BFAR, Oceana Philippines team up for National Sardine Framework Management Plan
The Bureau of Fisheries and Aquatic Resources (BFAR) and Oceana Philippines have teamed up to create a National Management Framework Plan for sardines — the first of its kind for the country.
Agriculture Undersecretary for Fisheries Commodore Eduardo Gongona, in his message during the launching of “Sagip Sardines” Tuesday at Luxent Hotel in Quezon City, urged everybody to help in the conservation and protection of the country’s sardines.
“We call on our partners, both locally and internationally, in spreading our message of responsible stewardship, especially when it comes to the management and maintenance of this precious fish resource,” he said.
Sardines are an economically vital fish species to thousands of Filipinos. Over the last five years and according to the Philippine Statistics Authority, the sardine industry has yielded an average of 355,000 metric tons worth Php 10.45 billion.
“When we look at data from our Fisherfolk Registration System, we see that there are over 800,000 fisherfolk engaged in capture fishing. That is nearly half of the 1.7 million registered fisherfolk across the country, almost a million people dependent on sardines and other fish for their everyday living,” said Gongona.
“These numbers mean a lot to your government, which, under the Duterte Administration has committed to provide safe, available, and affordable food for its people,” he said.
Sardines are among if not the most accessible source of protein, considering that the fish can be bought at an average price of only Php 50 to Php 90 per kilo. It has become a staple part of the Filipino diet and culture — having an average consumption of 2.6 grams per day, or 0.9 kilograms a year.
“With the affordability and abundance of the sardine population, the sardine industry is one of the fisheries subsectors that can help us achieve our food security goals,” said Gongona.
“Considering the innumerable benefits we reap from this remarkable fish resource, it is only fitting that we work to ensure that the sardine population are properly managed and protected,” he added.
Sardines also form the building blocks of the oceanic food chain as they are eaten by larger marine predators like sharks, dolphins and tuna.
Given the significance of this fish specie to the people and marine biodiversity, Oceana Philippines Vice President Atty. Gloria Estenzo-Ramos said, “we must ensure science-based fisheries management or risk losing this valuable source.”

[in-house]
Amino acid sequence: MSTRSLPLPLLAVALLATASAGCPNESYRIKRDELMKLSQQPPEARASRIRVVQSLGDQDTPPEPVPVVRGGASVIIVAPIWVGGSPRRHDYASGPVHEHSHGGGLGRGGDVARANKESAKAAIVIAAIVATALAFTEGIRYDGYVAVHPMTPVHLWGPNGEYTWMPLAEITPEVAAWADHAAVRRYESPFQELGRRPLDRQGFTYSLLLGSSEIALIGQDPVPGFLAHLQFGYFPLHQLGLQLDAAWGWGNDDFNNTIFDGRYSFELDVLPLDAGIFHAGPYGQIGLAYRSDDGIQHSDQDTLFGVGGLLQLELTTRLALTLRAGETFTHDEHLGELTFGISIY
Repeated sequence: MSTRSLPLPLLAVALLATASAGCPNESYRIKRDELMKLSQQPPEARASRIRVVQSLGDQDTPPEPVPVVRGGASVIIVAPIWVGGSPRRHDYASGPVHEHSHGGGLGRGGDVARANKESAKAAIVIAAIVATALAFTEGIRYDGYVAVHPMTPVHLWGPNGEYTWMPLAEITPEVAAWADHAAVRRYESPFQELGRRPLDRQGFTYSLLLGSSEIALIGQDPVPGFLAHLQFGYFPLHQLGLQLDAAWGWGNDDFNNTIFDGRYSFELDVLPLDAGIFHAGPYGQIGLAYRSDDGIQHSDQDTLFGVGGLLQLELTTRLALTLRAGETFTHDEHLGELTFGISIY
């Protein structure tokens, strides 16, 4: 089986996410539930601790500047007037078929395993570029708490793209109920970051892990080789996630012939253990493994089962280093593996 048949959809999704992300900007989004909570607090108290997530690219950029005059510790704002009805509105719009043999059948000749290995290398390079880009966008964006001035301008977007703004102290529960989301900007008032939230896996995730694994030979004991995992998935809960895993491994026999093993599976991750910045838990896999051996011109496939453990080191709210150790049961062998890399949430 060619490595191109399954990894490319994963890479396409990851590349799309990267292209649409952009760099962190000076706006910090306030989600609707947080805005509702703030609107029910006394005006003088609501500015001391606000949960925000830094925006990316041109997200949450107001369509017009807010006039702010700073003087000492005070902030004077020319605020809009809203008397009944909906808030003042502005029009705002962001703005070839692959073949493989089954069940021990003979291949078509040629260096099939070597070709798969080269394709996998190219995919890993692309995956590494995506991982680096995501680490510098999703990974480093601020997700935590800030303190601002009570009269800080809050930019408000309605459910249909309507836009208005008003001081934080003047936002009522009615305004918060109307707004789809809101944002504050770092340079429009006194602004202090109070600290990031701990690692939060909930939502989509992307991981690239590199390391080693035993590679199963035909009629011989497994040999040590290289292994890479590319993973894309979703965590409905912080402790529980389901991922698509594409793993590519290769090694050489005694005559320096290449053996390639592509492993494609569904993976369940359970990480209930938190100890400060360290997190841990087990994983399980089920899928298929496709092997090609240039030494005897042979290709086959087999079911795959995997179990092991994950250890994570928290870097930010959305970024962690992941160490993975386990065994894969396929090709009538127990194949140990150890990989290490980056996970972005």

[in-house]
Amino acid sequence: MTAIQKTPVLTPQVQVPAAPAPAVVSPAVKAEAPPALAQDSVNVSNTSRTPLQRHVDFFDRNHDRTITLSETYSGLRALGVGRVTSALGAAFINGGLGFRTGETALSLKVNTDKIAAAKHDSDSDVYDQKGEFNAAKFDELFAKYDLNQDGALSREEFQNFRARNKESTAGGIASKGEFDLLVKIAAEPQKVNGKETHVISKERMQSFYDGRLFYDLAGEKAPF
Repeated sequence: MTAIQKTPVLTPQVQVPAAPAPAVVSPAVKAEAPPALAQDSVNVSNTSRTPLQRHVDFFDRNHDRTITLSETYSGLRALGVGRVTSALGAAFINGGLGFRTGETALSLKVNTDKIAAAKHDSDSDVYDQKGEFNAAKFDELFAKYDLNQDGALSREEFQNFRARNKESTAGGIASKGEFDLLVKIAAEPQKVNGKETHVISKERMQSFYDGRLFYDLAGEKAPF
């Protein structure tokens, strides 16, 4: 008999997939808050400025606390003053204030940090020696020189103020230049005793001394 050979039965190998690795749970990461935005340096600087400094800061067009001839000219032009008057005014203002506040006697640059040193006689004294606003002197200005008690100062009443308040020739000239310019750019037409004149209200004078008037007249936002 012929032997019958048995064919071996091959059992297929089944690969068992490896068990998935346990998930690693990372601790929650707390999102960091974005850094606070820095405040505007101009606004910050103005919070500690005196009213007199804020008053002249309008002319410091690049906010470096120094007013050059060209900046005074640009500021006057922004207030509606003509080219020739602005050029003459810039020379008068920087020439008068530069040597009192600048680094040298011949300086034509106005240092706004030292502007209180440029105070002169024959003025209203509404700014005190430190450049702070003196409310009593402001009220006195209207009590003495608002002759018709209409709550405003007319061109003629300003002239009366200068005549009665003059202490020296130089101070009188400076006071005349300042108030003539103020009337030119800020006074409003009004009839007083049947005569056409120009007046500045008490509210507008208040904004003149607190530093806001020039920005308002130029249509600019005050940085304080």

As such, the government, through the BFAR, has partnered with Oceana Philippines, started implementing and overseeing efforts to keep the sardine resource at a healthy and ecologically sound number through the creation of a National Sardine Management Plan.
With Science as its backbone, the plan will seek to identify concrete steps of action towards the sustainable development of the sardine industry as well as provide with specific goals and objectives.
There is the relentless enforcement of fishery laws and regulations, such as the observance of closed seasons and improvement of value-adding technologies for sardines along with the enhancement of post-harvest facilities and market linkages for our subsistence fishers.
“These efforts, we hope, will be invigorated under one National Sardine Management Plan, which our BFAR personnel along with Oceana and other members of a specially formed Technical Working Group are fast-tracking this year,” said Gongona.
“We believe this (National) Sardine Management Plan will be an important milestone not only in so far as sardines is concerned but also in how we, as a society of diverse backgrounds, interests and advocacies, approach the protection and conservation of a precious marine resource,” he noted.
For the past five years, closed seasons banning fishing have been successfully implemented in the Visayan Sea, Tanon Strait, and Zamboanga, which produces 80 percent of the country’s output.
Oceana Philippines Senior Marine Scientist Jimely Flores said the closed season strategy helped stocks regenerate based on natural seasonal spawning cycles.
Flores, however, noted there is still a need to enhance the implementation of the closed season by having additional management tools such as banning certain fishing gear so as not to catch small fishes; and review quotas of fish catch.
She said these issues would be addressed through the creation of a National Sardines Management Plan which is expected to be finished by October 2017. (PNA)